ASB, BNZ, Westpac and Kiwibank indicate they will not be matching ANZ's requirement for housing investors to have 40% deposits at this stage
By David Hargreaves
Other large banks don't appear in a hurry at this stage to match the country's largest home lender ANZ in requiring housing investors to have 40% deposits.
The 40% move with immediate effect from ANZ on Tuesday goes further than the recommendations of the Reserve Bank, which is moving to have 30% deposits for investors in place by March.
Kiwibank, ASB, Westpac and BNZ have all declined to follow suit, at least for the moment.
The move from ANZ comes as the housing market has absolutely taken off with prices having risen by 18.5% in the past 12 months.
The RBNZ is currently consulting to reintroduce loan to value ratio (LVR) restrictions, which it removed in May.
The proposal from the RBNZ is to reinstall the restrictions exactly as they were when removed in May. This means 30% deposits for investors and 20% for owner-occupiers, with banks able to lend up to 20% of their new mortgage lending for loans in excess of 80% of the value of the property (IE for deposits of under 20%). Most major banks have already adopted these rules ahead of the planned March reintroduction.
But now ANZ has gone further. The 40% deposit level for investors actually aligns to what the requirement was back in mid-2016 when, with more than a hint of desperation, the RBNZ slammed 40% deposits on all investors. It worked. Subsequently these rules were relaxed over the past two years as the heat came out of the housing market.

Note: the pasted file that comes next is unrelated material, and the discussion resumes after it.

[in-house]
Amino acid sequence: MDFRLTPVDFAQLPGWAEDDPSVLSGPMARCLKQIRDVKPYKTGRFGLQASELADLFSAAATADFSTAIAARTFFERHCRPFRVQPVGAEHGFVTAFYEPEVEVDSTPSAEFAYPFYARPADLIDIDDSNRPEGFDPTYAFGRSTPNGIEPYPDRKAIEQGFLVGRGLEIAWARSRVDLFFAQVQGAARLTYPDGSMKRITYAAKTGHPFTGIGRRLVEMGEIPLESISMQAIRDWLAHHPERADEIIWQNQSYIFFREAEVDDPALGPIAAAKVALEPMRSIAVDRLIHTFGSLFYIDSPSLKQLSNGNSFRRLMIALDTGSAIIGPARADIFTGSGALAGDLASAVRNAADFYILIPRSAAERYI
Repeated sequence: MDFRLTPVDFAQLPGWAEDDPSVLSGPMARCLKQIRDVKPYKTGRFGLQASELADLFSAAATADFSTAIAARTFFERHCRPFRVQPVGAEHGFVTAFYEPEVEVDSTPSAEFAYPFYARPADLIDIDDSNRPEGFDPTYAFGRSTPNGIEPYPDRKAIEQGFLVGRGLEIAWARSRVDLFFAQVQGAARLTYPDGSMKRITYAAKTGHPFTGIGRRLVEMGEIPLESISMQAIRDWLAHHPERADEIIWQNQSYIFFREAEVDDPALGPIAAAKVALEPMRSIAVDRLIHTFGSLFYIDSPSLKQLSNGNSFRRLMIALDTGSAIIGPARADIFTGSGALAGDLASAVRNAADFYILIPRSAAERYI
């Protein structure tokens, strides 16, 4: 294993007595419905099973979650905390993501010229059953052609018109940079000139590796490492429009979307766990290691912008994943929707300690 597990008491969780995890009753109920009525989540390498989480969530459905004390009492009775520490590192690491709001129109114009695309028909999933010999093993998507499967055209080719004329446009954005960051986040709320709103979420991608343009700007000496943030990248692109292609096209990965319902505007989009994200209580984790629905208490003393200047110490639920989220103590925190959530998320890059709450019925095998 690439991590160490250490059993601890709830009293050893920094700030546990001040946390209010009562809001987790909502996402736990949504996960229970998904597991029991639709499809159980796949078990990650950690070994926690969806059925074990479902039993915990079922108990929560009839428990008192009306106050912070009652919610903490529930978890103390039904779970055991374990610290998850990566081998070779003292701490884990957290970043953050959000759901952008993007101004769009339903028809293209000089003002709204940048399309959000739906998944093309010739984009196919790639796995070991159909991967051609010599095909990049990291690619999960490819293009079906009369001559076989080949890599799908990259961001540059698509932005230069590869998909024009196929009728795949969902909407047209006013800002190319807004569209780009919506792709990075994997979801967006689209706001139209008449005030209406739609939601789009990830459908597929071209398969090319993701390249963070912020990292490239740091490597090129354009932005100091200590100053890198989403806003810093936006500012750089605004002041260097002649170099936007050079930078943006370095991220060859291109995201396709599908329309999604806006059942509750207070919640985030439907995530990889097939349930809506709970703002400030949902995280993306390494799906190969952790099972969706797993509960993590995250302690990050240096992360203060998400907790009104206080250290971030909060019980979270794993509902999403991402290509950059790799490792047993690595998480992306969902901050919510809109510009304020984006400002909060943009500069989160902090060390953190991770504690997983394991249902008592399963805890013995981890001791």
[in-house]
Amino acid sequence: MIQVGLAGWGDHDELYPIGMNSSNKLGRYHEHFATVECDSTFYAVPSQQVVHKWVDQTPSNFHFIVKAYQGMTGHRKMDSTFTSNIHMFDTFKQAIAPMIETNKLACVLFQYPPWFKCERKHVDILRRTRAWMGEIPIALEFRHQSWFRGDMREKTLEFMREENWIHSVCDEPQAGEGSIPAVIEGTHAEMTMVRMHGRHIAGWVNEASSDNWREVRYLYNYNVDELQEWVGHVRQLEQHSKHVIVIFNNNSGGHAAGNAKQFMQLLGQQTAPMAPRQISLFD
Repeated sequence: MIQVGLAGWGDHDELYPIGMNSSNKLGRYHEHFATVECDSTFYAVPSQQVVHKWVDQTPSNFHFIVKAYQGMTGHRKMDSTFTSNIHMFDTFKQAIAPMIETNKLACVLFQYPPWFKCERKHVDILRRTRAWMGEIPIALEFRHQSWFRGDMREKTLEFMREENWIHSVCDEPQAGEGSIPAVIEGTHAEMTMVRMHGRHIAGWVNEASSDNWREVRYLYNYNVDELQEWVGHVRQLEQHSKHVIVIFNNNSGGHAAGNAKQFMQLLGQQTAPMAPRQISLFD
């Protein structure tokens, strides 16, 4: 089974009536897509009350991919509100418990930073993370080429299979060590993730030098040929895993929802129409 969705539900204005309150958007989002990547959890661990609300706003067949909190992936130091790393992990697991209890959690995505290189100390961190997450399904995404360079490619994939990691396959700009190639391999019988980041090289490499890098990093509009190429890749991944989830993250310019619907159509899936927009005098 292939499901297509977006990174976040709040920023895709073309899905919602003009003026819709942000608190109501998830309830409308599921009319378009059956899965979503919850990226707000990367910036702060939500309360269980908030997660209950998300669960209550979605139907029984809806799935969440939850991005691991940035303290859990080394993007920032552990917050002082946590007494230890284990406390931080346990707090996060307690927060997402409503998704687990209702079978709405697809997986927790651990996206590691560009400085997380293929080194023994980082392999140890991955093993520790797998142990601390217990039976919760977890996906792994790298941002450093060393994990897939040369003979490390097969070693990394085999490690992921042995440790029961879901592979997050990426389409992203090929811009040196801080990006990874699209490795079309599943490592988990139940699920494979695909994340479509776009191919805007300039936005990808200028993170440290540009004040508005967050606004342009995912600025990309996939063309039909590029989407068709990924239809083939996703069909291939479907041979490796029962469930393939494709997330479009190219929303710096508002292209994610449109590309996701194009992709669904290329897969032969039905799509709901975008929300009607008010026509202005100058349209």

We approached the other big four banks for comment.
ASB executive general manager for retail banking Craig Sims said: "We believe a balanced and sustainable housing market is in the best interests of all New Zealanders, and we are committed to playing our part in helping first home buyers get onto the property ladder. As part of this, we made changes to our lending criteria last month, requiring a greater [30%] deposit from investors. We continue to monitor developments in the housing market and we regularly review our credit settings, and will make changes as appropriate."
A Kiwibank spokesperson said: "At this stage Kiwibank will maintain its current loan-to-value ratio (LVR) settings. These settings align with Reserve Bank LVR restrictions. For property investors Kiwibank requires a 30% deposit and owner occupiers a 20% deposit which we consider appropriate. It’s something we consistently review, and we’ll continue to consider our response to market conditions."
A Westpac spokesperson said: "While we regularly review our LVR settings, we currently have no plans to change our deposit requirements for residential investors. We have taken a consistent and responsible approach to lending throughout the year, and did not change our lending criteria when the RBNZ removed its LVR 'speed limit' restrictions in April.”
A spokesperson for BNZ said that bank was "sticking with 30% for now" in terms of deposits for investors.
It is not the first time ANZ has talked about going further than the RBNZ official rules. In 2016 then ANZ NZ chief executive David Hisco suggested 60% deposits for investors.
In the New Zealand market, ANZ is a very big player. It accounts for just under a third of the total mortgage lending.
ANZ's managing director of personal banking Ben Kelleher said the bank's decision followed two months of record levels of mortgage lending.
In those two months some 32.4% of the new mortgage lending had gone to investors, while 18.3% had gone to first home lenders.
“Escalating property prices are putting home ownership out of reach for many Kiwis," Kelleher said.
"The current settings favour property investors particularly over first home buyers, potentially locking a generation of New Zealanders out of home ownership.
“It’s in everyone’s interests for residential property prices to be sustainable long term, and for home ownership to be accessible to as many people as possible.
“As New Zealand’s largest home lender, decreasing the LVR on residential investor lending is one thing we can do to help bring balance to the residential property market.”
This story was originally published on Interest.co.nz and has been republished here with permission.